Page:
Mtel Masters Sofia

(1) Polgar,Ju (2732) - Ponomariov,R (2695) [C67]
Mtel Masters Sofia BUL (7), 19.05.2005

1.e4 e5 2.Nf3 Nc6 3.Bb5 Nf6 4.0-0 Nxe4 5.d4 Nd6 6.Bxc6 dxc6 7.dxe5 Nf5 8.Qxd8+ Kxd8 9.Nc3 h6 10.h3 Ne7 11.Be3 Bd7 12.Rad1 Kc8 13.Rd2 b6 14.Rfd1 Be6 15.Nd4 Nd5 16.Nxc6 Nxc3 17.Rd8+ Kb7 18.bxc3 Bd6 19.Rxh8 Rxh8 20.exd6 Kxc6 21.dxc7 Kxc7 22.a3 Rd8 23.Rxd8 Kxd8 24.g4 h5 25.gxh5 Bxh3 26.h6 gxh6 27.Bxh6 Bf5 28.Kf1 Bxc2 29.Ke2 1/2-1/2

(2) Anand,V (2785) - Kramnik,V (2753) [C42]
Mtel Masters Sofia BUL (7), 19.05.2005

1.e4 e5 2.Nf3 Nf6 The Petroff, the most potent weapon against the Sofia rule which denies players the right to offer draws. 3.Nxe5 d6 4.Nf3 Nxe4 5.d4 d5 6.Bd3 Nc6 7.0-0 Be7 8.c4 Nb4 9.Be2 0-0 10.Nc3 Bf5 11.a3 Nxc3 12.bxc3 Nc6 13.Re1 Re8 14.cxd5 Qxd5 15.Bf4 Rac8 16.Qc1N This is the novelty in a well-known position. Kramnik himself had it twice against Peter Leko in the 2004 world championship match in Brissago, reaping 1.5 points from it. The moves played by White are c4 (with a 50% score), Bd3 (77% in 11 games), h3, Qa4, Nd2. Confronted with Anand's new move Kramnik went on a 40-minute think. 16...Na5 17.c4 Qe4?? The most incredible blunder in this tournament, and one of the most astonishing in Kramnik's adult career. The point is that the knight on a5 and the bishop on f5 are potentially forkable, and the queen is overworked, unable to defend both pieces adaquately. 18.Bd1 Where can the queen go? 18...Qc6 leaves both Na5 and Bf6 open to the rook fork on e5, so Black only has the d3 square, covering the bishop (the knight can be retracted or protected if attacked). [Kramnik had spent his 40 minutes befor 16...Na5 looking at lines like 18.Bf1 Qc2 19.Re5 (of course he had seen the fork) 19...Nc6 20.Qxc2 Bxc2 21.Re2 Bf5 and White is only slightly better.] 18...Qd3 Re5 doesn't work -- yet. But the black queen is in a very uncomfortable position, right in the middle of the hostile and well-protected white camp. 19.Re3 Forcing the queen to abandon the protection of the bishop. Unfortunately she is unable to defend the knight instead. 19...Qxc4 Both pieces are now vulnerable to the rook fork 20.Re5 and Black will lose a piece and the game. 1-0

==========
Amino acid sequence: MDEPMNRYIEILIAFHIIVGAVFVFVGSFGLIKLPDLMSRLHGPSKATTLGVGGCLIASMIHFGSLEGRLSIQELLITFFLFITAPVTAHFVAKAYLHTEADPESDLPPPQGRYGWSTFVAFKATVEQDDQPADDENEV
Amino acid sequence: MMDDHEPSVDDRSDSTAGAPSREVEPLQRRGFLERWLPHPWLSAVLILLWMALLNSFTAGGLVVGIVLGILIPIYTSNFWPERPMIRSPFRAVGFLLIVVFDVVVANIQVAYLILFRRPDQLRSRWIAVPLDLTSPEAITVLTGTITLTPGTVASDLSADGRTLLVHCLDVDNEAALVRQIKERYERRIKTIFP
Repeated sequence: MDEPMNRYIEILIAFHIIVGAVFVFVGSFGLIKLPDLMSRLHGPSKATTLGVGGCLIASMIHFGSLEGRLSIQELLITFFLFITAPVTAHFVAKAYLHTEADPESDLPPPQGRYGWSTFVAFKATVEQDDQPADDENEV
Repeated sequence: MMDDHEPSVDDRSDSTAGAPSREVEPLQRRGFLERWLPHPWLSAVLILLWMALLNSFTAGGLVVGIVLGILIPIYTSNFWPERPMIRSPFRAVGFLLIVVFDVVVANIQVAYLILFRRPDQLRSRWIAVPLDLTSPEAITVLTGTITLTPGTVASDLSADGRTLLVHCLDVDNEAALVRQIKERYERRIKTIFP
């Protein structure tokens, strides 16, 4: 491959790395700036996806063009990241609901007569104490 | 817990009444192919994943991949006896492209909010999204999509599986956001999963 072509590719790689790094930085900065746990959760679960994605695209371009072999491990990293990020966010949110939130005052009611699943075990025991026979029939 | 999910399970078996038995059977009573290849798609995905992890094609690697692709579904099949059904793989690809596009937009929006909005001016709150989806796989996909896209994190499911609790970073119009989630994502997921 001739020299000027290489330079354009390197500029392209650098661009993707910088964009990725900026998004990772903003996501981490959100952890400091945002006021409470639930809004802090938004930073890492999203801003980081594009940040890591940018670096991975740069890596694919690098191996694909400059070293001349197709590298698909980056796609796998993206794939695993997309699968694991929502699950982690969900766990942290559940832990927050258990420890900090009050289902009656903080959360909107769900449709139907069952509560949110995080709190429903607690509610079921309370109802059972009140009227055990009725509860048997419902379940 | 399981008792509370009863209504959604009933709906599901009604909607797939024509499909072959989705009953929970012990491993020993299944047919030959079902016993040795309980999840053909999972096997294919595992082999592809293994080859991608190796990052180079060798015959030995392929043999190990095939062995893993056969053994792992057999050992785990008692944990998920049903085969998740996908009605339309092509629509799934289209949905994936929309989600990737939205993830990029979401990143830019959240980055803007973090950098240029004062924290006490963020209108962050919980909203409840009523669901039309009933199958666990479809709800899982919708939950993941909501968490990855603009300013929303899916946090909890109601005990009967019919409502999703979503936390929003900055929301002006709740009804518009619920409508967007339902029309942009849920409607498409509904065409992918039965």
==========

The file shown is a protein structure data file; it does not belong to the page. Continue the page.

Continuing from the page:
(3) Adams,Mi (2737) - Topalov,V (2778) [B91]
Mtel Masters Sofia BUL (7), 19.05.2005

1.e4 c5 2.Nf3 d6 3.d4 cxd4 4.Nxd4 Nf6 5.Nc3 a6 6.g3 e5 7.Nb3 Nbd7 8.Bg2 b5 9.0-0 Be7 10.a4 b4 11.Na2 a5 12.c3 bxc3 13.Nxc3 Nb6 14.Nb5 0-0 15.Bd2 Nc4 16.Bc3 Be6 17.Re1 Qb8 18.Nd2 Rc8 19.b3 Nxd2 20.Qxd2 Nd7 21.Reb1 Nc5 22.Qd1 Ra6 23.b4 axb4 24.Bxb4 Qa8 25.Nc3 Bd8 26.Bf1 Ra7 27.Nb5 Rd7 28.Nxd6 Rc6 29.Bxc5 Rxc5 30.Bb5 Rdc7 31.a5 g6 32.a6 Bg5 33.h4 Be7 34.Ne8 Ra7 35.Qd2 Rxb5 36.Rxb5 Qxe8 37.Rb7 Bc5 38.Ra5 Qc8 39.Rxa7 Bxa7 40.Kh2 Qc7 41.Kg2 h5 42.Ra1 Qc4 43.Qe1 Qd3 44.Ra5 Bg4 45.Kh2 Kh7 46.Ra2 Bf3 47.Ra5 Qc2 48.Kg1 Kg7 49.Rd5 Bxe4 50.Rd2 Qc4 51.Kh2 Qc3 52.Qe2 Bd4 53.Ra2 Ba8 54.Qd1 Qc4 0-1

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